7/27/2018Virginia Court Upholds Red Light Cameras
Judge in largest Virginia county upholds red light camera program in first suit to challenge its constitutionality.
Virginia law has until recently forbidden legal challenges to red light camera programs. Trials were blocked in courts with the power to set precedent until state law changed in 2015 to explicitly allow such appeals. Earlier this month, a Fairfax County Circuit Court judge issued the jurisdiction's first-ever ruling siding with the use of automated ticketing machines.
Tawana Jean Cooper had challenged the ticket she received in the mail from the private vendor working on behalf of the city of Fairfax. Her red sedan had been photographed making slow right turn on a red light at the intersection of Jermantown Road and Fairfax Boulevard.
Cooper argued the program was unconstitutional because it deprived recipients of their due process rights. Registered vehicle owners, who may not have been driving the photographed vehicle, must prove their own innocence in a hearing that severely limits defense options while allowing the city to use hearsay as evidence. Judge Randy I. Bellows found that rights do not apply because the General Assembly authorized photo ticketing as a civil program.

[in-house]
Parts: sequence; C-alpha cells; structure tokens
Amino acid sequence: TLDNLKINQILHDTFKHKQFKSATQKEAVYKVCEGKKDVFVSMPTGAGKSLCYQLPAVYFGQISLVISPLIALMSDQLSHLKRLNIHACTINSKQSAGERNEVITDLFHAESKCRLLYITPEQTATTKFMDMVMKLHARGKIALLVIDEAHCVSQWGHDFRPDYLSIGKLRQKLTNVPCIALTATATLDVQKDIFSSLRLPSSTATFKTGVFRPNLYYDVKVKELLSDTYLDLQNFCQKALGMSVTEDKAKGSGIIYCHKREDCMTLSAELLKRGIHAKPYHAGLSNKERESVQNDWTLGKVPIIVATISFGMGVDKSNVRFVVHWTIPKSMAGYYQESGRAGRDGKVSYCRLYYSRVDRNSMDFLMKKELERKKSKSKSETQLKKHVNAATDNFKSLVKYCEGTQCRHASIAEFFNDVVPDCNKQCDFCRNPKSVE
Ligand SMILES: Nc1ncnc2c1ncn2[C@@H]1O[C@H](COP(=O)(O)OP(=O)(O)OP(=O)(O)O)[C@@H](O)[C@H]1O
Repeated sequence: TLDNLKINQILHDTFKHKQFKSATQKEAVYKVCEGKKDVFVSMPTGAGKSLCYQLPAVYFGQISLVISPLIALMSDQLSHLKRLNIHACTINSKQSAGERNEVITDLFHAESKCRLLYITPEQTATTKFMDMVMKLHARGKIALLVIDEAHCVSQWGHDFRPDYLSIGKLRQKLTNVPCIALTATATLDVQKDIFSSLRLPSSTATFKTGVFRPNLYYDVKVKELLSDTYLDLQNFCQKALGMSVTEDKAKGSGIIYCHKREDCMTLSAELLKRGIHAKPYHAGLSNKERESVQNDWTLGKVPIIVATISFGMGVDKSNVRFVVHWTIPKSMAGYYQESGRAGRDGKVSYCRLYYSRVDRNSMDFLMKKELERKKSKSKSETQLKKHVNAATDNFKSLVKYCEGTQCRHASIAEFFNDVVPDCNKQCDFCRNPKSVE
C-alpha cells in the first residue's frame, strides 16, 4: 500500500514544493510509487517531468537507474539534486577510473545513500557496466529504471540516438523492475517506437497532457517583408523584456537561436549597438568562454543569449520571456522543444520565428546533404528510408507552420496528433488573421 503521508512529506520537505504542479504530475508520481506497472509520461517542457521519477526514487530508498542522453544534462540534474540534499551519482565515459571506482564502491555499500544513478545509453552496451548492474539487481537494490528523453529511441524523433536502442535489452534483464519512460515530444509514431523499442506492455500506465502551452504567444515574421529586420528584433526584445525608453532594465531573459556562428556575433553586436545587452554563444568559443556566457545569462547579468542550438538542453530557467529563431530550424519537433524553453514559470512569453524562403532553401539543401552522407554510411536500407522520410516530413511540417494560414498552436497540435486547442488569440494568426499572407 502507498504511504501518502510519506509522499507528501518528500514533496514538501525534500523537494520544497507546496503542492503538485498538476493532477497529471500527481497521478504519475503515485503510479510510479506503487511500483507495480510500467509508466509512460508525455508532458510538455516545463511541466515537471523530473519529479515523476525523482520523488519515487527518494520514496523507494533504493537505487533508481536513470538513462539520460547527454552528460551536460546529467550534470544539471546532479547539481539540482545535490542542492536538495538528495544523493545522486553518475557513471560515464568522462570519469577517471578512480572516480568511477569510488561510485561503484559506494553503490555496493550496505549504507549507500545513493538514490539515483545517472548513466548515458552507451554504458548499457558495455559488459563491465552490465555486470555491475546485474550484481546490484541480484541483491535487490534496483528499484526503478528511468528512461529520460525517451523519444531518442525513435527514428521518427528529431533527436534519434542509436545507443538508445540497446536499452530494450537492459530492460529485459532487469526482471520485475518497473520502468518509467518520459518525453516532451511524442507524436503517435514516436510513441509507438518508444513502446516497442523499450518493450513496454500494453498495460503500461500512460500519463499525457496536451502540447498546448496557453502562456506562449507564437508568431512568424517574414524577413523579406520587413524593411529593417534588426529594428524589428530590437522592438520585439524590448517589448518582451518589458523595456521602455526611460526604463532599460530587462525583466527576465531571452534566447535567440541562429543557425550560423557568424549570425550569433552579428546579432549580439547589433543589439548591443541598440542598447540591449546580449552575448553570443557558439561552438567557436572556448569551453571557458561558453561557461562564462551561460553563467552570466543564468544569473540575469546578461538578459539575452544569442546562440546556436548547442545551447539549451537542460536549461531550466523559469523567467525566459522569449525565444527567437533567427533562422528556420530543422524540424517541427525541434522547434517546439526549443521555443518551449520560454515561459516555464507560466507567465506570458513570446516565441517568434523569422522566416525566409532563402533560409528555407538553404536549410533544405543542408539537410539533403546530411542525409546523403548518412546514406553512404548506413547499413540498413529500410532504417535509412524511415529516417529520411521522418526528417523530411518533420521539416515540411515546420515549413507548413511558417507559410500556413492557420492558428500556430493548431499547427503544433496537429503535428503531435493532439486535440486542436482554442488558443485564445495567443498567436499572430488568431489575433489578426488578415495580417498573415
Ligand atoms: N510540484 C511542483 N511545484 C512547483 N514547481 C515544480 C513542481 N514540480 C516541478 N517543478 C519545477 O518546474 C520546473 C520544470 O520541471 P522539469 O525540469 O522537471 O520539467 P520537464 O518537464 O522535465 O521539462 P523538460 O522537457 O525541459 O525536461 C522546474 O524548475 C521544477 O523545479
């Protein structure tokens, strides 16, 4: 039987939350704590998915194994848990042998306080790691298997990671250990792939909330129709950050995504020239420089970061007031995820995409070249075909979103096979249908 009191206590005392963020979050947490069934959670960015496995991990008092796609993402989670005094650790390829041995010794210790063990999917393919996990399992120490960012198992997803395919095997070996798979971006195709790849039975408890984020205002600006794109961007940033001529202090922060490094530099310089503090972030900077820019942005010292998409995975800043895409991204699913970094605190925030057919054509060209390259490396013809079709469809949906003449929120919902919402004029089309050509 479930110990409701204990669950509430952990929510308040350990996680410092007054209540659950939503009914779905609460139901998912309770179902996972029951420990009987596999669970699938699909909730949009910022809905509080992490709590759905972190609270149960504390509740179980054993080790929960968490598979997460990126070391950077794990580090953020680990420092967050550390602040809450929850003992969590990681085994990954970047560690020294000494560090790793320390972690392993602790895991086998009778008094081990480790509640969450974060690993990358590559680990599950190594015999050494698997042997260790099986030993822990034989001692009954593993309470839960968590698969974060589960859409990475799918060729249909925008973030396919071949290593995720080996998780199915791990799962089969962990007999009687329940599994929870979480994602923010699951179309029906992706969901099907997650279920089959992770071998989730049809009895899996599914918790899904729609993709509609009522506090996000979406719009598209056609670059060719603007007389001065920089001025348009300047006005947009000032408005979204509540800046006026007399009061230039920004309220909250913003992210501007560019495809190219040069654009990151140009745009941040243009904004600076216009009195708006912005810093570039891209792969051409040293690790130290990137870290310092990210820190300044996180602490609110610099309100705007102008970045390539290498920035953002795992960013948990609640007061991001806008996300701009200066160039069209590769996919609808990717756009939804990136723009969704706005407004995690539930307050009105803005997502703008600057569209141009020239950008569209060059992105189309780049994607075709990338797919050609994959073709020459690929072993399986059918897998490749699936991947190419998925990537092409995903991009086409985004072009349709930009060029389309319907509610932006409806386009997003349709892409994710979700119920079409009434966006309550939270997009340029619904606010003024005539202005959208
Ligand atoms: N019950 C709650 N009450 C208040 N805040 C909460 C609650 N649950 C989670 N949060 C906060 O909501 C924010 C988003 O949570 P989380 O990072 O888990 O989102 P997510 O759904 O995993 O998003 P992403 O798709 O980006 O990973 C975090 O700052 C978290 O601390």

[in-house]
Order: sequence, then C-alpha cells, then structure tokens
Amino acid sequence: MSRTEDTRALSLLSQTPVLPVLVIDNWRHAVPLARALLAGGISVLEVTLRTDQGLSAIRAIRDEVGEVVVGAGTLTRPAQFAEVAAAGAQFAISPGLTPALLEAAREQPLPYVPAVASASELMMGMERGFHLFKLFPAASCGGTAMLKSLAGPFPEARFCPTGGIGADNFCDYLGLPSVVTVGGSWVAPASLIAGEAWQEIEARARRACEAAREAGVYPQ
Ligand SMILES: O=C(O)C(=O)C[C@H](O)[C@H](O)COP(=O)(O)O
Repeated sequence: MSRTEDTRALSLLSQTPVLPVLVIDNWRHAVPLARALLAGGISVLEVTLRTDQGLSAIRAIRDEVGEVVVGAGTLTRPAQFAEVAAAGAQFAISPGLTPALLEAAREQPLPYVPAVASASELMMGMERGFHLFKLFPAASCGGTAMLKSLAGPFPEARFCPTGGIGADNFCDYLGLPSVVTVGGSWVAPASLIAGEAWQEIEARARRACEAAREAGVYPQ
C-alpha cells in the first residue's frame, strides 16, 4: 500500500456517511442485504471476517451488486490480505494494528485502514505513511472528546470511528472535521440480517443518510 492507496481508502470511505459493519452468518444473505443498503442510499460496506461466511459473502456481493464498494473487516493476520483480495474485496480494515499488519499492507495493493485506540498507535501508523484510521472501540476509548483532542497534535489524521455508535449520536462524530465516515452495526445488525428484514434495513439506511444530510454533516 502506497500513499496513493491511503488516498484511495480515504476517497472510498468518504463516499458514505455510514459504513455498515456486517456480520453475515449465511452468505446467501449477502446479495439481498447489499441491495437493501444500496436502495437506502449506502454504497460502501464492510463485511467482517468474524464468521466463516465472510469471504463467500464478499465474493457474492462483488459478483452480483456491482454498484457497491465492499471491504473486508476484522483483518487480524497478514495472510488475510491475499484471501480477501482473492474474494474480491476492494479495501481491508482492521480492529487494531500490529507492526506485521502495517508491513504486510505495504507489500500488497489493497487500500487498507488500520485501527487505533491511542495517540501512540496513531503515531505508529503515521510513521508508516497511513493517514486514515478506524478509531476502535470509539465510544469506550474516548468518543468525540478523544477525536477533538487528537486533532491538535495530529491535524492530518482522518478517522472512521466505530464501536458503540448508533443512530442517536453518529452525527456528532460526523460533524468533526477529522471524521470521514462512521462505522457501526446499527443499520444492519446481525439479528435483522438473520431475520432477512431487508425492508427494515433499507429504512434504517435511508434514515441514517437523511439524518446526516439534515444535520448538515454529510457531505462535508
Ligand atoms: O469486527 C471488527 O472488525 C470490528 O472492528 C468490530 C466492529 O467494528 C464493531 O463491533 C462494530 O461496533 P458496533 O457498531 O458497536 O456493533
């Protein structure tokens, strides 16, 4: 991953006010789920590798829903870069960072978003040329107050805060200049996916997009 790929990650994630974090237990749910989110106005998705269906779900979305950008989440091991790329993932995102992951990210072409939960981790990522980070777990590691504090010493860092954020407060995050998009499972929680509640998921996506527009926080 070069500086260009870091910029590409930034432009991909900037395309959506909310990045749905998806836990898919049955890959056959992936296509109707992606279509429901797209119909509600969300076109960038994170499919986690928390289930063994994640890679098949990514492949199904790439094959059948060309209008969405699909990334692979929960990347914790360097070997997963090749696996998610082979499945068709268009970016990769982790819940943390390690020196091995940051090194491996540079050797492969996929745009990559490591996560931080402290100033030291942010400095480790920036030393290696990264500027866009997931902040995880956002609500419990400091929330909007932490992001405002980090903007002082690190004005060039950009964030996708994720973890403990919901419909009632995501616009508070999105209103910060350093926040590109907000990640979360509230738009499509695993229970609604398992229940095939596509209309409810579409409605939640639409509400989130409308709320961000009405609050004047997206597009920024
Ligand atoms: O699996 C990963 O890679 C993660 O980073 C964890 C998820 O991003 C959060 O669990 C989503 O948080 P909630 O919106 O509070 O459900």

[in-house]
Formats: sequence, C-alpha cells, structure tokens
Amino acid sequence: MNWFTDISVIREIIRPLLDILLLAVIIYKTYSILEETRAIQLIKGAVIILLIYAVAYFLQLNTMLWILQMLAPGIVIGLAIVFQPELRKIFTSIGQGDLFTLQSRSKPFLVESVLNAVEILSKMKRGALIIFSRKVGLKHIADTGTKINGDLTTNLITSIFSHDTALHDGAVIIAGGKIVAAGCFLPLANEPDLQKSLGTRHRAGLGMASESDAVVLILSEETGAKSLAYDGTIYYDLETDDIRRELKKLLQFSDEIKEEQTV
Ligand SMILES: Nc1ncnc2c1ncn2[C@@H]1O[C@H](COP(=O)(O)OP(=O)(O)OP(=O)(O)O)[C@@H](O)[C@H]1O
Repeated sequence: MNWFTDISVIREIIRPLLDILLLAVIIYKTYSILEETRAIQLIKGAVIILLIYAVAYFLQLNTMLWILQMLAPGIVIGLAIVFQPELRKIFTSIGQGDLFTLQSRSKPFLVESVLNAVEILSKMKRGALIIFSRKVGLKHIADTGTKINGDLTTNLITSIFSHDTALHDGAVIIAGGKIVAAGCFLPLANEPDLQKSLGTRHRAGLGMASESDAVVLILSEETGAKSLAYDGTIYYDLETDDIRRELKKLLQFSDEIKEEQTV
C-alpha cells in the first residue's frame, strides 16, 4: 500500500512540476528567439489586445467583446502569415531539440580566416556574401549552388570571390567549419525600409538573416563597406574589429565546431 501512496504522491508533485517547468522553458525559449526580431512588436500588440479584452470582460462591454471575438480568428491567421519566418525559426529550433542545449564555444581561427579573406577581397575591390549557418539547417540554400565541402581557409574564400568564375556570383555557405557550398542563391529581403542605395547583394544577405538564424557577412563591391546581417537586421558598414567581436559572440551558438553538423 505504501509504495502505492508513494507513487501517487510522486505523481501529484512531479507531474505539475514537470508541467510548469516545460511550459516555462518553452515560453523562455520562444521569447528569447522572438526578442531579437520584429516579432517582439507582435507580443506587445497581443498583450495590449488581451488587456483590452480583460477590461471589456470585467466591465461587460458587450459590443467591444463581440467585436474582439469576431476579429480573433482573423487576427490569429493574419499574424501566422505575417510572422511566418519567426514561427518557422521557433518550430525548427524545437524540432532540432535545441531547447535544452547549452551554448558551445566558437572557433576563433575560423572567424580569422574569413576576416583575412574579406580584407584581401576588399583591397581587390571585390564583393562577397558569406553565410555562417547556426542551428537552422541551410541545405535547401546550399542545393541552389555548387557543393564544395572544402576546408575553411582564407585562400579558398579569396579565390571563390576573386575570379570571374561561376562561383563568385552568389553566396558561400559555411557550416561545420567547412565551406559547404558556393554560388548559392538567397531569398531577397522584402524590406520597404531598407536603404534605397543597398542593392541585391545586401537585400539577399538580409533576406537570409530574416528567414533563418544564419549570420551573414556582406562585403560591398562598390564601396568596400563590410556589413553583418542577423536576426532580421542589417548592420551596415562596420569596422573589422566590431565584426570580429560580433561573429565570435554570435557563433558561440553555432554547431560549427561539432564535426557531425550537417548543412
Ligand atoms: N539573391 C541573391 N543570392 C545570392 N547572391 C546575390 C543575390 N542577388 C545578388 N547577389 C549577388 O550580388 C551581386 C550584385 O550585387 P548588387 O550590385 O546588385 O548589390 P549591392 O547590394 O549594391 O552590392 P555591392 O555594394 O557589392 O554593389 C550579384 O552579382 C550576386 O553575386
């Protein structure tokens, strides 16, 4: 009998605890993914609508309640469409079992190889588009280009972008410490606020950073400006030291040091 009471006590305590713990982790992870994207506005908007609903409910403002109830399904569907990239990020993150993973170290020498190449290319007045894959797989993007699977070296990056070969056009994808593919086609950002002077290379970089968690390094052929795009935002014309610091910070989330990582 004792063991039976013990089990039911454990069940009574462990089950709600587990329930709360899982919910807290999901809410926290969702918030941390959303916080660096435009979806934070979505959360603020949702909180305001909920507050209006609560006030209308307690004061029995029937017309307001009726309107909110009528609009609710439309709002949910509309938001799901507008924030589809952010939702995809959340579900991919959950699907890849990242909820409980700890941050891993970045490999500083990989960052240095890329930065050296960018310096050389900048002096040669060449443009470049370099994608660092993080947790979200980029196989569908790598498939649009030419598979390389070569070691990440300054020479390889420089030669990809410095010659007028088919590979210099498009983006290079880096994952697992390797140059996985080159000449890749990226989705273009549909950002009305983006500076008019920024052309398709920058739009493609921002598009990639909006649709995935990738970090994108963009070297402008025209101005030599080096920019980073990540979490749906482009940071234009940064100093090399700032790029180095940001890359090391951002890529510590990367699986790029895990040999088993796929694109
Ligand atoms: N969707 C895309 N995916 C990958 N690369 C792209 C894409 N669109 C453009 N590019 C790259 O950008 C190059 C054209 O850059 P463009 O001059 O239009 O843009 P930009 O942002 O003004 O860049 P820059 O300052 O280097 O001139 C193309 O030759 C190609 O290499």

"The court concludes that the red light camera program imposes a civil penalty in a civil proceeding, not a criminal penalty in a criminal proceeding," Judge Bellows wrote. "This conclusion is consistent with the judgment reached by numerous courts in other jurisdictions that have examined the issue and have found similar ordinances to be civil in nature."
Virginia courts operate under the strong presumption that the laws passed by the legislature are constitutional. The court here was satisfied by Virginia's unique red light camera provisions that require personal service of citations (meaning red light camera tickets that have only been mailed can be ignored), and that allow the accused to submit an affidavit stating he was not driving the vehicle. Most other states do not offer similar protections.
"With respect to due process, the defendant claimed that her trial was rendered unfair because an officer without personal knowledge was permitted to testify at trial," Judge Bellows wrote. "The court finds this argument to be without merit. The officer's testimony was consistent with her certification and was very limited in nature... Moreover, the officer acknowledged that she was not present at the time of the incident and did not know who was driving the vehicle."
The court ordered Cooper to pay $50.
A copy of the ruling is available in an 6mb PDF file at the source link below.